Private managers take over Michigan schools

Two high-spending, low-performing Michigan school districts are now under for-profit management, reports Ed Week. Emergency managers hired Mosaica Education to run Muskegon Heights schools and the Leona Group to take over Highland Park, which borders Detroit. Can charter managers turn around failing school districts?

Both districts primarily enroll low-income black students. Both ran up huge budget deficits, while test scores remained very low. In both, schools have been plagued by violence.

In the middle of the first year, attendance was up and fighting was down, Mosaica’s Alena Zachery-Ross told Muskegon Heights parents.

Reading and math scores were up since the fall for 2nd to 7th graders, although many students continued to lag behind where they should be, she said, and many 8th to 12th graders remained far behind where they should be to graduate on time.

. . . According to tests administered at the beginning of the school year, 92 percent of 9th graders scored at least three grade levels below where they should have been in reading, and 82 percent were at least three grade levels below in math.

Teacher turnover has been high. Mosaica uses a structured, prescriptive curriculum and stresses “bell-to-bell instruction.” Some teachers quit as a result. In addition, Mosaica’s base teacher salary in Muskegon Heights is $35,000, with no retirement plan, compared with the former district’s $49,132. The company also cut  administrative positions to save money.

In Highland Park, Leona also pays lower salaries — an average of $39,400 compared with the $54,700 before — and spends less on administrators.

Cutting costs is essential.

The now defunct (Highland Park) school district operated under a $20 million budget in 2011-12. The new charter district is currently operating with a $14.6 million budget.

. . . (In Muskegon Heights) the charter district is operating on a budget of $8.9 million compared with the previous year, when the budget totaled $15.9 million, which does not include debt service.

Can Mosaica and Leona produce significantly better outcomes with significantly less funding? In both districts, the schools are safer. But that’s just the first step.

‘Won’t Back Down’ isn’t true — yet

Hollywood’s Won’t Back Down has “accomplished the impossible,” writes Glenn Garvin in the Miami Herald. It’s made “teachers’ unions demand strict accuracy” in a movie about schools.

For decades, Hollywood has been making movies that show teachers as superhuman caring machines without a peep from the unions. That math teacher played by Edward James Olmos in Stand And Deliver, the one who took over a classroom of kids who couldn’t do simple arithmetic and in nine months had them aceing calculus exams? History does not record a single union official complaining that, in real life, that process took several years.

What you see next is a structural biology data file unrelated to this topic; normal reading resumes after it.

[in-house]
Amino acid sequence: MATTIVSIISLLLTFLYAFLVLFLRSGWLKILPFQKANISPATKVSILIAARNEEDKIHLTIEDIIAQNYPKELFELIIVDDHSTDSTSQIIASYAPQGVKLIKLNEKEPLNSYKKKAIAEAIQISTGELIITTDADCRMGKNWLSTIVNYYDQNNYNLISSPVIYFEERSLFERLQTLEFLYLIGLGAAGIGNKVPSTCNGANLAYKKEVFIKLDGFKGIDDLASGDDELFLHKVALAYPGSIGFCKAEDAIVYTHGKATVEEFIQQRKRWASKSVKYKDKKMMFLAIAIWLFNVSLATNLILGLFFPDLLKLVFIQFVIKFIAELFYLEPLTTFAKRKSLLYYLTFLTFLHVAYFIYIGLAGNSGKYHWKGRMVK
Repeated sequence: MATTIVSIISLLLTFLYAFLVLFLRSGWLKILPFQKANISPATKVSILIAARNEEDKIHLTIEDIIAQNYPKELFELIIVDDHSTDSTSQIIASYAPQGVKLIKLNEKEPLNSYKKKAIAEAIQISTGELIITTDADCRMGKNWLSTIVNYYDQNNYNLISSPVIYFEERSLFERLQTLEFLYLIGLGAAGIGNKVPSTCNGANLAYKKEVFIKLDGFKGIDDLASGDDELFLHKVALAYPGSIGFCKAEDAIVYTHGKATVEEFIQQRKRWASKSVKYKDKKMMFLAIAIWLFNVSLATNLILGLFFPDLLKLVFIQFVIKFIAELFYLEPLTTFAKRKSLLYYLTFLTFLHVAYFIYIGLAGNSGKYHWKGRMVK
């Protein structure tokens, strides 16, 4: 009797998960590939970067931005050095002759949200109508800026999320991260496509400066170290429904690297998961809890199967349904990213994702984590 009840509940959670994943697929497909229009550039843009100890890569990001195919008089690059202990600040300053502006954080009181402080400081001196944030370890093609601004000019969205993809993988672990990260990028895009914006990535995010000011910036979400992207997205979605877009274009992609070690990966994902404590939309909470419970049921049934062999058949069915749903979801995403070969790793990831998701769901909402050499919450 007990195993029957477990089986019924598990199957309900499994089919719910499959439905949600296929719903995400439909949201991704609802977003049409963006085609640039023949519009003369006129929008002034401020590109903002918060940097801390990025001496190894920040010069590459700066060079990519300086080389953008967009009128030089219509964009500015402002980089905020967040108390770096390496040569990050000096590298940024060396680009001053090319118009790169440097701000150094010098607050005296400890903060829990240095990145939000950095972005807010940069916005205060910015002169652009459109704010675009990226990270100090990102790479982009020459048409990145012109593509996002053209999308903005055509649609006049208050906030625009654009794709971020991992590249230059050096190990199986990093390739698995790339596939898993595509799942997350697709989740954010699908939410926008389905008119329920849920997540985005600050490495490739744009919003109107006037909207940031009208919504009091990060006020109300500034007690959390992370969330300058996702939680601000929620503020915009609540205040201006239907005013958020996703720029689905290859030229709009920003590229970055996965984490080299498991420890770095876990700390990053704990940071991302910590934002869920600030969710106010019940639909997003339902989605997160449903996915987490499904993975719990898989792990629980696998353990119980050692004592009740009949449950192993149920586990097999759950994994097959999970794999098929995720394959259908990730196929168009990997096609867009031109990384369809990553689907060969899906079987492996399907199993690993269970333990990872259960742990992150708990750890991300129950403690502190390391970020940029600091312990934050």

Won’t Back Down stars Maggie Gyllenhaal as a single working-class mom with a dyslexic daughter and Viola Davis as a sympathetic teacher and parent. They join forces to take over a failing elementary school.

It’s “based on true stories,” the movie claims.

“That conveys the message that parents and teachers took over and ran a school somewhere,” wrote Rita Solnet, a founding member of the teacher-union front group Parents Across America, in a widely reprinted blog item. “That never happened.”

Not yet. But soon.

In southern California, Compton parents lost their parent trigger bid on a technicality. Some moved their kids from McKinley Elementary to Celerity Sirius, a new charter school in a nearby church. The new charter’s Academic Performance Index scores were significantly higher than McKinley’s scores after one year.

Mojave Desert parents are on track to take over Desert Trails Elementary in the fall. Friday, a Superior Court judge ordered the school board to comply with the court order authorizing the conversion. The parents union plans to choose a charter operator on Thursday. Two non-profits that run nearby charter schools are in the running, reports Ed Week.

“We wanted to keep it within the community, to keep it local,” said Doreen Diaz, who is helping lead parents seeking to convert the school to a charter. “They’re very different applicants and they speak to our community.”

At the same time, neither of the two finalists, LaVerne Elementary Preparatory Academy, in the nearby city of Hesperia, and the Lewis Center for Educational Research, a nonprofit group in neighboring Apple Valley, which oversees two charters, has experience turning around an academically low-performing school.

“Anybody who’s looked at this situation has said it will be very rough,” said Rick Piercy, the president of the Lewis Center.